This is most definitely a scam — all email addresses associated with this seller have now been disabled. I’m including the relevant screenshots under my signature to support Ms. Leipholtz’s fraud complaint — including the explanation from Capital One about why it rejected her chargeback dispute. It appears that Capital One relied on the fake shipping number to find in favor of this fake merchant.
Could you see if your team can have a close look at this case and help get Ms. Leipholtz’s $129 back for her? Thank you! 😊 (Michelle to Capital One)
I included a statement from the US Postal Service that confirmed that the tracking number this scammer provided to PayPal and Capital One wasn’t connected to Susan’s address. (By the way, this information is not hard to confirm. The USPS has a tracker confirmation tool that can let you know when and where a package was delivered. Other shipping services such as UPS and FedEx have the same type of tools.)
The really good news! A reversal of the credit card dispute from Capital One
After I contacted Capital One, their team took a second look at Susan’s case and its evidence. I soon received a phone call from their team.
The upshot? Capital One now found the credit card dispute in favor of Susan, and she received her refund.
The official statement from Capital One is as follows:
Discovering that you’ve been a victim of fraud can be alarming and frustrating. We urge our customers to be careful about offers that appear to be too good to be true and research the company offering the suspicious promotion to see what other customers have to say.
In cases where a customer feels they have been defrauded by a merchant or that the goods they received were not as promised, we always encourage customers to reach out to us directly so we can initiate a dispute on their behalf. (Capital One official statement)
And although this is sound advice, the fact is that the deal offered in this online scam wasn’t even a great bargain. 🙁
But Susan has learned a lesson, and the lowest price will most certainly not be her most important criterion in future online shopping trips!
How to spot and avoid an online shopping scam
There are literally millions of online shopping sites available today – and nearly as many scam opportunities. Fake merchants (just like fake Vrbo owners) easily set their trap, quickly take advantage of a victim, and just as swiftly vanish — only to begin again at a different online location. So it’s up to the consumer to protect themselves and do the research before setting off on a retail excursion. Here are some tips to help you increase your ability to spot and avoid an online shopping scam.
- Use established merchants
About half a million websites are created and uploaded, adding to the clutter of the internet every day. A giant chunk of those are scam sites specifically set up to steal your money. Buying anything from a merchant with no online track record dramatically increases your chances of getting snagged by one of these fraudulent sites. It’s best to stick with merchants who’ve been around a while. Look for online reviews of the site and ask for recommendations from trusted acquaintances.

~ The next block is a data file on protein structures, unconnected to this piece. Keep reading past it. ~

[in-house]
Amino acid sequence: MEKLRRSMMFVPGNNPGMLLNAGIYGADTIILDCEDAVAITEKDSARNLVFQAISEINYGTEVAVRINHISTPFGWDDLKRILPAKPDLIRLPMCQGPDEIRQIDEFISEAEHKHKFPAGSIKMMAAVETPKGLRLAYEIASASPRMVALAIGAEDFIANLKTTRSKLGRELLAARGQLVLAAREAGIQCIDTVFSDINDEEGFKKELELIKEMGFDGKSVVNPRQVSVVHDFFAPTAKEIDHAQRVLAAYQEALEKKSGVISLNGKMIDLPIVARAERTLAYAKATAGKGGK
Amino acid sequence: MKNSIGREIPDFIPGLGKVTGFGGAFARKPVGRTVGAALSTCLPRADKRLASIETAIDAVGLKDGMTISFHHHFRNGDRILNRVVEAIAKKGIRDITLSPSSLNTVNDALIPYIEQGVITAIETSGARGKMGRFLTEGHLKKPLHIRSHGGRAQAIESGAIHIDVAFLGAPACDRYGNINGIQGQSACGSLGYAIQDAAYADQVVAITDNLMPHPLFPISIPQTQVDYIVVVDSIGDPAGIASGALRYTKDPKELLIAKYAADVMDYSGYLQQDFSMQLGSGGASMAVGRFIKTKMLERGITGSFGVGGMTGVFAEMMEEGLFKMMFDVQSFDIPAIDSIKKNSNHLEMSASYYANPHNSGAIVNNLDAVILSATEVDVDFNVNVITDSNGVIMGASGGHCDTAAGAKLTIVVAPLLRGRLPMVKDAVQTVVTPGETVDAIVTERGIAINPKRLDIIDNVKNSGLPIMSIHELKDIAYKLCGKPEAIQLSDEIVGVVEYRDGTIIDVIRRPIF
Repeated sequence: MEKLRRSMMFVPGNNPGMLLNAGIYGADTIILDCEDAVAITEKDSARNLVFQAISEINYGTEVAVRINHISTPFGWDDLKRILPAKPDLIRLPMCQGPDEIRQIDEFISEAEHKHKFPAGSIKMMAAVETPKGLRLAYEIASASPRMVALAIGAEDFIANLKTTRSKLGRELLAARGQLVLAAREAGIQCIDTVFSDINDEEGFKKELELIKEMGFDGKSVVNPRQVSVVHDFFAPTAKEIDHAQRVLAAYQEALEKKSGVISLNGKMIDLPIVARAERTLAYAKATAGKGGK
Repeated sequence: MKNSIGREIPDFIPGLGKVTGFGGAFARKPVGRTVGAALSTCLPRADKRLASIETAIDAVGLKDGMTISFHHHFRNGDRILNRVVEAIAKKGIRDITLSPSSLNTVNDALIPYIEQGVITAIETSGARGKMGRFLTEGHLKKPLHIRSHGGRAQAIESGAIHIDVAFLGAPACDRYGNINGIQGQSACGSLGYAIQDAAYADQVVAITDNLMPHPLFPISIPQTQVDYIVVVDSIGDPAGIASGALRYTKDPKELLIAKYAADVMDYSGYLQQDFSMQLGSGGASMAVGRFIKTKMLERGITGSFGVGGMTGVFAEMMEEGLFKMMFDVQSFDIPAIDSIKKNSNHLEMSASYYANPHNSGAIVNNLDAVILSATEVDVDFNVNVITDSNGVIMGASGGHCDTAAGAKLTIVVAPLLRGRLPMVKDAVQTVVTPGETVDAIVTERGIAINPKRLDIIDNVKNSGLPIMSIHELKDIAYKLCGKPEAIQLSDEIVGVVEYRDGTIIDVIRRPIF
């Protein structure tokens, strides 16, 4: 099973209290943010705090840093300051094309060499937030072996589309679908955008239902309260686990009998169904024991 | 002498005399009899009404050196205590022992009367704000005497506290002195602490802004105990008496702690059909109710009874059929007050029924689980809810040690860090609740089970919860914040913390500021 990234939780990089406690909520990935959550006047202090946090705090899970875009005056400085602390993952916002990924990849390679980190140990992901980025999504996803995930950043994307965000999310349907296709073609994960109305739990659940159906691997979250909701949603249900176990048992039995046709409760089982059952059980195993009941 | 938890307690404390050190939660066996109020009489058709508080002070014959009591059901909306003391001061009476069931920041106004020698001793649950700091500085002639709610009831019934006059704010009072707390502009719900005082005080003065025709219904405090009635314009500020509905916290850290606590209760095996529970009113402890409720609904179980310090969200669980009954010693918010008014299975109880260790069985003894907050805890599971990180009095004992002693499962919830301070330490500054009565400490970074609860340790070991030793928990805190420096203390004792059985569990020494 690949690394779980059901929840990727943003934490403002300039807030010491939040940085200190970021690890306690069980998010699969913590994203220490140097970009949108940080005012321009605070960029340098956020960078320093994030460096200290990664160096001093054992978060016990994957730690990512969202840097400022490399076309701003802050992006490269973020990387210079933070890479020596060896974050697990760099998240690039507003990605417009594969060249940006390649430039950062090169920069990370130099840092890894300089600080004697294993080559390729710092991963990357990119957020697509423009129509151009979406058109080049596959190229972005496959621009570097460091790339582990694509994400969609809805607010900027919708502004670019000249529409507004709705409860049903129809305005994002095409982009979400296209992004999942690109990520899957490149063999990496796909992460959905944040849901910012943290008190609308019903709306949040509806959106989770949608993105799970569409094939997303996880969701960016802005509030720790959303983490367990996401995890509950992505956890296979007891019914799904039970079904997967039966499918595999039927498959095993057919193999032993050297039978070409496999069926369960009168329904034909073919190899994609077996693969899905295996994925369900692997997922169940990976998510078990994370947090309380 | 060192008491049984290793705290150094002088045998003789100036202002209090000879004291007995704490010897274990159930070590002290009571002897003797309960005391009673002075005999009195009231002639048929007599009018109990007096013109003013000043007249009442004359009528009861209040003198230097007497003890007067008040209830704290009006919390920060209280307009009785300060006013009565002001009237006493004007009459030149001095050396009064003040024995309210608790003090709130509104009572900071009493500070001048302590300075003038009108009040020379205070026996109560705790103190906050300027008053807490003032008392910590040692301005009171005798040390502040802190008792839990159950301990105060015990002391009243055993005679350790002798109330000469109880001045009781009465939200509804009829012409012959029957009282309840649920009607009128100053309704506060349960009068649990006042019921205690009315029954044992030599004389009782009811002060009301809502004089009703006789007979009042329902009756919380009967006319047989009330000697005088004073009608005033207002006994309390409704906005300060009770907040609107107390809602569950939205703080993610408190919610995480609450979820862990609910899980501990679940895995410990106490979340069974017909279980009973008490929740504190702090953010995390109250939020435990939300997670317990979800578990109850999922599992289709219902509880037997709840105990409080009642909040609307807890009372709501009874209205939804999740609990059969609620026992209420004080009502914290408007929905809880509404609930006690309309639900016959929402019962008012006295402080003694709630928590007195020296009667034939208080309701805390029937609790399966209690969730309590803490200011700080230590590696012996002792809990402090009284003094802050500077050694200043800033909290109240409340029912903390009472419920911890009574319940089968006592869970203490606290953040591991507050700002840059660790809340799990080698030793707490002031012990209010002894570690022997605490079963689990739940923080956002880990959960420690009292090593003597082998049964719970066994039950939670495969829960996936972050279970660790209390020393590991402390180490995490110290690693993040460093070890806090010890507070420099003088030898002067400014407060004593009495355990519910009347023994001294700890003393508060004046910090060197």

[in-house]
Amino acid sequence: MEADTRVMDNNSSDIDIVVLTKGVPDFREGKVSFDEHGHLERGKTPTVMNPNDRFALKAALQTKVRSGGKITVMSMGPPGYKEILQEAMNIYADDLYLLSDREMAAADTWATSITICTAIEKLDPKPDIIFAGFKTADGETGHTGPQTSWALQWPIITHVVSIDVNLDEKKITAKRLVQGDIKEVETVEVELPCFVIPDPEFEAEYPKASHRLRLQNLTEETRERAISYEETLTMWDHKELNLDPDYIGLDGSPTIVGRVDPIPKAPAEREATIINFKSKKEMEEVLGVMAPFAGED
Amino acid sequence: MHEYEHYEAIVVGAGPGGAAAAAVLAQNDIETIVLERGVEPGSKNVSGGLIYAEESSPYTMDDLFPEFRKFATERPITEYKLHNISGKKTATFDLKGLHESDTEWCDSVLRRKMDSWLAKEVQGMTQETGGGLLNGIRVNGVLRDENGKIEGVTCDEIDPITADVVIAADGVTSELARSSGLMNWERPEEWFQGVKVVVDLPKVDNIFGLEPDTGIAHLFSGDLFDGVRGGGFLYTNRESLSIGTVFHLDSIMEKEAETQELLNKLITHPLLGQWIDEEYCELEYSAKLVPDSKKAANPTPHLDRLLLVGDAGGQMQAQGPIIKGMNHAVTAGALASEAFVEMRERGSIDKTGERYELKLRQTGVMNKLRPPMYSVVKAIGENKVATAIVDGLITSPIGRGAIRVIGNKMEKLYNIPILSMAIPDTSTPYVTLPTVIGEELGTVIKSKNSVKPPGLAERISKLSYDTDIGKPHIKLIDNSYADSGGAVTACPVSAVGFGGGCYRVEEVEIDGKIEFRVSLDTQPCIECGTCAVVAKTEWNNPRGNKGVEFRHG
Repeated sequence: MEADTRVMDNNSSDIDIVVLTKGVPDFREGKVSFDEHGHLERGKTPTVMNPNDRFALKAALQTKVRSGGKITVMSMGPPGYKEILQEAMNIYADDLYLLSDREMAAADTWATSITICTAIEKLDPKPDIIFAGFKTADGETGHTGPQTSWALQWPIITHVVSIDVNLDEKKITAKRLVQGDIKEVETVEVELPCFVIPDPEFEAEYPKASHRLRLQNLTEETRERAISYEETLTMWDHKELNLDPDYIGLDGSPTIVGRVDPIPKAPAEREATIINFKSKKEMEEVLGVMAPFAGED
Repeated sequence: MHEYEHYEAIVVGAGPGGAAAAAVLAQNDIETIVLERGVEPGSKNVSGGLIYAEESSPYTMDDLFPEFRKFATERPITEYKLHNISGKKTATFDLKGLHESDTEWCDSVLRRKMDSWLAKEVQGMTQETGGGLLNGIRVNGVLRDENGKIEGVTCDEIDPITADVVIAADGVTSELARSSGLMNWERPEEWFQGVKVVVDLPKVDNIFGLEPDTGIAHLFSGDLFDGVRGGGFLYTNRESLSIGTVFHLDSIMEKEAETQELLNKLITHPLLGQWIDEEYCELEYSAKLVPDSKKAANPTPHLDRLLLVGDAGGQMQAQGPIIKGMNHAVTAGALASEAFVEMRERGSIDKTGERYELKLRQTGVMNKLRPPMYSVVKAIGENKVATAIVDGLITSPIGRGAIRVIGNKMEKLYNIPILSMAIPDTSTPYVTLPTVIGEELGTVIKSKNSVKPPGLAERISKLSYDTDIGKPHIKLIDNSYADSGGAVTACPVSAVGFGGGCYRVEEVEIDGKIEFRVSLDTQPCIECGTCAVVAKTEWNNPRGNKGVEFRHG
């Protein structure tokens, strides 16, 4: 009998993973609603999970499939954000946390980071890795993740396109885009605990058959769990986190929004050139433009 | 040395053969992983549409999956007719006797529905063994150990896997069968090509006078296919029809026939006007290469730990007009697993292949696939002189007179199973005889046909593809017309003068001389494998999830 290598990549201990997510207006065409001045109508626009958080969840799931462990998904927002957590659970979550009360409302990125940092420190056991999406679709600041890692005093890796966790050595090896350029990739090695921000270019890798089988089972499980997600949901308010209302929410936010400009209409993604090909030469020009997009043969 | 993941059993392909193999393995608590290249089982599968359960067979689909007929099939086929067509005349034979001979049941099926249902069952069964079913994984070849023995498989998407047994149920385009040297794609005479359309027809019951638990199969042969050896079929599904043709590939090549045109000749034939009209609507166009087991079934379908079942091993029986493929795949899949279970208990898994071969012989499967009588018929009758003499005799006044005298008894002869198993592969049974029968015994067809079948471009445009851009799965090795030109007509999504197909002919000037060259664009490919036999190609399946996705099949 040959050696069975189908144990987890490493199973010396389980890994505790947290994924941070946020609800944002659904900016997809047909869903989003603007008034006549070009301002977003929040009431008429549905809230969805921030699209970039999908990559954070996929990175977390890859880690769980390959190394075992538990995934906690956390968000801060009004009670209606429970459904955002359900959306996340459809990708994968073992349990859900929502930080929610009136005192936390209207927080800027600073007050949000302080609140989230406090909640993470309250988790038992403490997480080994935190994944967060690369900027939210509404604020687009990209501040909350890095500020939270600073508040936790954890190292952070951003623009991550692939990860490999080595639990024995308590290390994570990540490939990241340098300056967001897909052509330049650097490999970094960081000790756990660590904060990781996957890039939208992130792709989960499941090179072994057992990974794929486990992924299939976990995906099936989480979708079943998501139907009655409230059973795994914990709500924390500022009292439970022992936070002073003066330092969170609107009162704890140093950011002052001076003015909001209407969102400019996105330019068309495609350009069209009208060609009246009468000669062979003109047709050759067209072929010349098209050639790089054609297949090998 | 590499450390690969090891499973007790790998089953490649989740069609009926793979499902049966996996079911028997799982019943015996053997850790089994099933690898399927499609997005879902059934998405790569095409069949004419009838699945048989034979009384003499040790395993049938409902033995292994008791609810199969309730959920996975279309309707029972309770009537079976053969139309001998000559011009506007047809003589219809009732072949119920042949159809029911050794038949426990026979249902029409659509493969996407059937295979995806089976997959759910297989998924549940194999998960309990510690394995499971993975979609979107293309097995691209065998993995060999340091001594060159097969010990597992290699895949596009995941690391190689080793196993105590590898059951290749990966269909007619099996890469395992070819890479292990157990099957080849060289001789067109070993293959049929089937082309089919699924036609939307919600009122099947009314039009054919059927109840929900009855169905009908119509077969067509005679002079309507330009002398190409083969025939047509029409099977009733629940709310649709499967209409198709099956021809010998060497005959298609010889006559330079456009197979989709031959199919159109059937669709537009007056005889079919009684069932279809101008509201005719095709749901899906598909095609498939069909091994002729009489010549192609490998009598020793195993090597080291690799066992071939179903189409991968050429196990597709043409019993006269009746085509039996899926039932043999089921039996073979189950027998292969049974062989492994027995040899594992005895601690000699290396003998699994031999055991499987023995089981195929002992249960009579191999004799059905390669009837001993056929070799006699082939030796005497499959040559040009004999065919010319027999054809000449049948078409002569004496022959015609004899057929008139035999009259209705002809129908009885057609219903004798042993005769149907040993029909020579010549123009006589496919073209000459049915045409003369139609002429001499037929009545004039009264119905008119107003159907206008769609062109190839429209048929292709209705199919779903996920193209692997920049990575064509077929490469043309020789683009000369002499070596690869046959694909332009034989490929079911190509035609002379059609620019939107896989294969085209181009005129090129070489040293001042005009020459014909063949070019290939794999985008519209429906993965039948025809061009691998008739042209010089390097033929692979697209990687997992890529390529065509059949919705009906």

- Beware of too-good-to-be-true and urgent deals
Online shopping scams typically all have one thing in common: they offer fabulous deals. Often these bargains are “time-limited” or “limited quantity.” Unfortunately, many consumers get blinded by the (truly) unbelievable savings and neglect to take a closer look at the site. The ability to create a sense of urgency in the shopper is a necessity for an online scammer. If a merchant advertises products way below prices found anywhere else, take it as a strong warning sign. Remember what your mother may have told you — If it sounds too good to be true, it is.
- Try to reach customer service before you make the purchase
It’s a good idea to reach customer service before making any purchases with a company. This is the best time to find out what it would be like if you needed to reach them after a purchase. Ask questions about the return policy or product information. If it is extremely difficult or impossible to reach anyone in customer service prior to buying anything, you can be sure no one will respond more quickly when you have a real problem. It’s best to take your business elsewhere.
- Use Google Maps and find out where the company is located
Scammers obviously don’t want you calling or stopping by for a visit, so fraudulent websites are typically missing an information page. BUT some scam sites might list an address. It’s always a good idea to put that address into Google Maps and see if it exists and what is located there. You can find lots of great information by doing a little sleuthing with Google Maps.
- Only pay with a credit card
If a company will only accept payment via a cash app like Zelle or Venmo, it’s best to keep strolling through the virtual internet mall. Remember, you have absolutely no buyer protection using a cash app for a purchase. It’s the same as if you handed over a pile of dough to a total stranger on the street. Debit cards can provide some protection, depending on the bank. But the Fair Credit Billing Act only protects credit card purchases, so that is the safest way to shop anywhere. And remember, cash apps seem to have replaced wire transfers as the preferred payment method of scammers. So treat the request for a cash app payment as a warning sign.
- Is the website secure — HTTPS?
You can find a critical clue about a website’s level of professionalism and legitimacy at the top of the page in your browser. All established websites should have converted from the HTTP (nonsecure) format to HTTPS (secure and encrypted format). In 2018, Google began to display a warning on all sites that neglected to make the switch. Of course, scammers have no desire or need to comply with this request designed to protect consumers. So although an HTTP URL isn’t proof that a website is a scam site, it’s another warning sign about the business. You should never hand over a credit card to a merchant who refuses to adapt to modern-day technology. After all, if they’re that sloppy with their website — scammer or not — you don’t want to put your personal information in their hands. (Michelle Couch-Friedman, Consumer Rescue)
Before you go: Here’s a different type of shopping scam — the kind that happens at Walmart.